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Abarth 500C

Click to view picture gallery“The standalone sporting arm of
  Fiat Automobiles, Abarth are selling
  to well-heeled enthusiasts
with a
  number or Porsches taken in part
  exchange
...”


THE ABARTH HIGH-PERFORMANCE BRAND is a standalone operation within the Fiat Automobile Group and was re-launched two years ago as a brand in its own right using standard Fiat products, namely the 500 Hatch and the Grande Punto Hatch.

Now the Abarth range is being added to with their version of the 500C convertible and the Punto Evo Hatch, which replaced the Grande Punto earlier this year. A snippet of news gained at the Media 'first drive' event this week is that Abarth is planning to add its own models using Fiat family components — so next year we should see Speedster and Roadster type models using the Fiat 500 platform and, in 2012, a hardcore two-seater sports car.

The success of the Abarth brand has been something of a surprise because younger buyers will not know much about the Abarth name; and even we older enthusiasts remember only a little. That hasn't stopped the UK establishing itself as the second largest market in the world — behind Italy — for Abarth. Sales last year were 1,381 cars; and for the first six months of 2010, sales are 735 units — a 20% increase. Even in a recession, motoring enthusiasts young and old have made Abarth one of motoring's success stories — the marque also has the youngest average customer age of any car brand in Europe.

“A top speed of 128mph
and 0-62mph acceleration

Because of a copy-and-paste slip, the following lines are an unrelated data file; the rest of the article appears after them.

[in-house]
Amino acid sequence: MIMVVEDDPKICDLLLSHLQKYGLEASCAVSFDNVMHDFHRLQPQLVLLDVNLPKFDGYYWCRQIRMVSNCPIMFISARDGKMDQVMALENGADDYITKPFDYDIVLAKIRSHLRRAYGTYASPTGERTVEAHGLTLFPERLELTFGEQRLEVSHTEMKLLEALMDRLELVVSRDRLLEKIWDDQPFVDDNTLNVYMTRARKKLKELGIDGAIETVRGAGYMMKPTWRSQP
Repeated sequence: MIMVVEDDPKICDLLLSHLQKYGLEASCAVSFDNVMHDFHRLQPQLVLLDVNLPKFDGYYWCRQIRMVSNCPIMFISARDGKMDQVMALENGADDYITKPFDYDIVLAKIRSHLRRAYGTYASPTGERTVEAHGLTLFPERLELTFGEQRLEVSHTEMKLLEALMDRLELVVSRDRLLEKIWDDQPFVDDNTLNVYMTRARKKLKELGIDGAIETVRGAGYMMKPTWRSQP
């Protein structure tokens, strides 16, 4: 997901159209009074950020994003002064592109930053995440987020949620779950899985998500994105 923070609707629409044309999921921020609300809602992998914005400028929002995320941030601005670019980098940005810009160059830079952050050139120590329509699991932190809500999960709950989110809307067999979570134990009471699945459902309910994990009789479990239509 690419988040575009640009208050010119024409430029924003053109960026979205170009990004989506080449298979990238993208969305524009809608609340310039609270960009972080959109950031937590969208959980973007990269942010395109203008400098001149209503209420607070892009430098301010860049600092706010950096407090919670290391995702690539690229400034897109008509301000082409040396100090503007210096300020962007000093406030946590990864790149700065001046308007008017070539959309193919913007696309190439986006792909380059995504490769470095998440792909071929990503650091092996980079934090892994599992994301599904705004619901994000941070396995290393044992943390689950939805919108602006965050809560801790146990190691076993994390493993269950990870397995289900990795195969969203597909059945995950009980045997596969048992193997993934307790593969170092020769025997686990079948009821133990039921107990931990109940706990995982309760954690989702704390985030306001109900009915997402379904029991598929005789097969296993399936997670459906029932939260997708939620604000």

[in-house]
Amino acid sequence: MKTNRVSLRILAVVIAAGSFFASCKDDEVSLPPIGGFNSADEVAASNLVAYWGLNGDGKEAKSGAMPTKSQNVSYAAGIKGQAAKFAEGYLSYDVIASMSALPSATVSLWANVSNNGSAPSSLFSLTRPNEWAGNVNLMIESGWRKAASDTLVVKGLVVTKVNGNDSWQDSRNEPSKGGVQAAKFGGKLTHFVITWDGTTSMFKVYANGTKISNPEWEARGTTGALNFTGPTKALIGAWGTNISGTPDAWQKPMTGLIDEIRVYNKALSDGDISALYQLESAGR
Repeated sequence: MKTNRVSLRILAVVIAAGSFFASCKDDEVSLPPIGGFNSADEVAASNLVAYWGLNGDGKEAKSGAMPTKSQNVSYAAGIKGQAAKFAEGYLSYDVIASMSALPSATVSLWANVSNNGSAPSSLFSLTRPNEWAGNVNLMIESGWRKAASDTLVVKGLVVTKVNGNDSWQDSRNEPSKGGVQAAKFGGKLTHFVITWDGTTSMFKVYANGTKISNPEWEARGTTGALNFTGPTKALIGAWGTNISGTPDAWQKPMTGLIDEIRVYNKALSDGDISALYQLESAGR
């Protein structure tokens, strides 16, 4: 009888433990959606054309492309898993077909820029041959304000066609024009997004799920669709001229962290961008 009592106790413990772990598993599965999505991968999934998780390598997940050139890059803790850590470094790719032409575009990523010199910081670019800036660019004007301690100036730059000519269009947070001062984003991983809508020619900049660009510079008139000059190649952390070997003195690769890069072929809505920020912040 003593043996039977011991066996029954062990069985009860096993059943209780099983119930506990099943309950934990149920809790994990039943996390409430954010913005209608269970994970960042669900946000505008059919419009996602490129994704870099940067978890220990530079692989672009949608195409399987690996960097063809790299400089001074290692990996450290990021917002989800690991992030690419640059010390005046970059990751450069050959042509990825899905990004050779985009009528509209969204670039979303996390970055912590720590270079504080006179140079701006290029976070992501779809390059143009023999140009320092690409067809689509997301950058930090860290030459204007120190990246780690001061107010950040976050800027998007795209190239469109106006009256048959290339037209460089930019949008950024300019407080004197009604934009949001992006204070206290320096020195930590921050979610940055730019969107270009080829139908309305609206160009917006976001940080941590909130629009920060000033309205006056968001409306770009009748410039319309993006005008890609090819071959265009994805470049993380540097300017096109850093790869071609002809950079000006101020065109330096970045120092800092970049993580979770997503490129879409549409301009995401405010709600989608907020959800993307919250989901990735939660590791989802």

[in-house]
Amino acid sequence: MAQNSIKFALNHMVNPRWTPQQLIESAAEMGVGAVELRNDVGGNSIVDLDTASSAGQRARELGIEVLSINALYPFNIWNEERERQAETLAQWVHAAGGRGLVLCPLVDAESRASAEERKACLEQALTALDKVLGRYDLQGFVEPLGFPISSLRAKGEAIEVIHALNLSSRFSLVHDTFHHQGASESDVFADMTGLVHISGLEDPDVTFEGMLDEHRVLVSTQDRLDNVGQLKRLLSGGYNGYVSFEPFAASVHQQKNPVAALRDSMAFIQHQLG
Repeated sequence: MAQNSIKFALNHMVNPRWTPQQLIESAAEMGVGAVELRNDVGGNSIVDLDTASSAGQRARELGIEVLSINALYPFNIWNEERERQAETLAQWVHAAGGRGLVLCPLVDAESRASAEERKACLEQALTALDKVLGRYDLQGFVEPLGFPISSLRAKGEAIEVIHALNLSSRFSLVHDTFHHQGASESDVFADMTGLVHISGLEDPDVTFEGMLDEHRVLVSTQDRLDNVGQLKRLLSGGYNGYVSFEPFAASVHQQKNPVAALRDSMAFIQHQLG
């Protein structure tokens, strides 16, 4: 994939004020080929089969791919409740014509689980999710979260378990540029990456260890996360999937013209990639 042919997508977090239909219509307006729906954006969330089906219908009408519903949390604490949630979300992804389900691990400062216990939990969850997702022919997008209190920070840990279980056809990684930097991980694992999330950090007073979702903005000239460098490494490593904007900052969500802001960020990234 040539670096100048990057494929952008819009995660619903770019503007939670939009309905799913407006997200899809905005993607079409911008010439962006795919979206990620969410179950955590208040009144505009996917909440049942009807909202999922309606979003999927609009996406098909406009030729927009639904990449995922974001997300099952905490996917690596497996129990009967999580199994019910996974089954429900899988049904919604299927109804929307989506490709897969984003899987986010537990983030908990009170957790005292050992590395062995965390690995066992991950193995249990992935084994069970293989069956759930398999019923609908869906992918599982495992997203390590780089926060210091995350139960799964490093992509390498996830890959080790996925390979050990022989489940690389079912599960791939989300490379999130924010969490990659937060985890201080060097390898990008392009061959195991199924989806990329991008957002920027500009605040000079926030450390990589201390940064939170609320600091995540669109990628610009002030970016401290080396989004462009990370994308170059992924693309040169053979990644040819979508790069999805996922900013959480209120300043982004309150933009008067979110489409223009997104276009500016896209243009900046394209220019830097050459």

in 8.1 seconds — yet the
T-Jet engine is also eco-
friendly, complying with
Euro5 standards and
emitting just 151g/km of
CO2
...
But first, a very brief history lesson. The Abarth company has been built around the principles set out more than 60 years ago by its founder, Karl Abarth. These are to develop the brand through technology by employing cutting-edge materials, innovative design and unyielding attention-to-detail to make automotive sporting excellence available to everyone.

Austrian Abarth (he was renamed Carlo when he took Italian nationality) built his company around tuning; in particular, extracting the maximum performance from a series of Fiats. During the mid-1950s he notched up a string of endurance and speed records but it was his tuning of the original 500 in 1958 — yielding 10,000 track victories and 10 world records — that cemented the Abarth name in the public consciousness. But back to the present...

The Abarth 500C soft-top, priced at 17,500, is an extension of the Abarth 500 hard-top already on the market and further extends the appeal of the popular Fiat 500 range. I fully expected the extra performance in this high-performance convertible to be compromised by the extra power and the loss of body strength because of the lack of a rigid roof and because the suspension has not always coped well with our poor roads.

However, re-engineering has proved this not to be the case and in fact there is no body shake with the canvas roof down and the ride comfort and control is much improved.

The new model was put through its paces over the relatively traffic-free roads (but plenty of sheep!) crossing the North Yorkshire Moors and with a few busier main roads through the Teesside industrial sprawl thrown in for a complete motoring experience.

The engine is the same 1.4-litre T-Jet turbocharged petrol unit that's used on the Abarth 500 hatchback model. However, a reprogramming of the ECU adds another 5bhp, rounding it up to 140bhp. This gives a top speed of 128mph, while the 0-62mph acceleration time is 8.1 seconds. Yet the new engine is also eco-friendly, complying with Euro5 standards and emitting just 151g/km of CO2.

“Just because it’s clean
doesn
t make it boring,
and the racy rasp
of the exhaust note is